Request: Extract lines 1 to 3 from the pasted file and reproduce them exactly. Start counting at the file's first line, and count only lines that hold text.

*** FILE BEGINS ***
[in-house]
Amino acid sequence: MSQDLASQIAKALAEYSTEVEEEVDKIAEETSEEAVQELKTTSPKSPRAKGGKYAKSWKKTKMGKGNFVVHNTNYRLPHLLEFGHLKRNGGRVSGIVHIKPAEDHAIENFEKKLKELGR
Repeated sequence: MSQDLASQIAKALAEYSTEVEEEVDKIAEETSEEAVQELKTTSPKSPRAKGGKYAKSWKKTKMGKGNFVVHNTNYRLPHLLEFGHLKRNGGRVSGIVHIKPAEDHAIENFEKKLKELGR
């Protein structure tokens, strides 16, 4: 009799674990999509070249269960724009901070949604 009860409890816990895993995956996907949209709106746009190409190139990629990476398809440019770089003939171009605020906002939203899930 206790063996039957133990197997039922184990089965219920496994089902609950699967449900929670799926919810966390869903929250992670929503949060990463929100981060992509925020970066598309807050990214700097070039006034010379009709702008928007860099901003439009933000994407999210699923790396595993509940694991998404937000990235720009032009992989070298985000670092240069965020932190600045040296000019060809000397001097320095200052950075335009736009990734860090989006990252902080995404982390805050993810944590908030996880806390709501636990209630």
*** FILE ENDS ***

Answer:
[in-house]
Amino acid sequence: MSQDLASQIAKALAEYSTEVEEEVDKIAEETSEEAVQELKTTSPKSPRAKGGKYAKSWKKTKMGKGNFVVHNTNYRLPHLLEFGHLKRNGGRVSGIVHIKPAEDHAIENFEKKLKELGR
Repeated sequence: MSQDLASQIAKALAEYSTEVEEEVDKIAEETSEEAVQELKTTSPKSPRAKGGKYAKSWKKTKMGKGNFVVHNTNYRLPHLLEFGHLKRNGGRVSGIVHIKPAEDHAIENFEKKLKELGR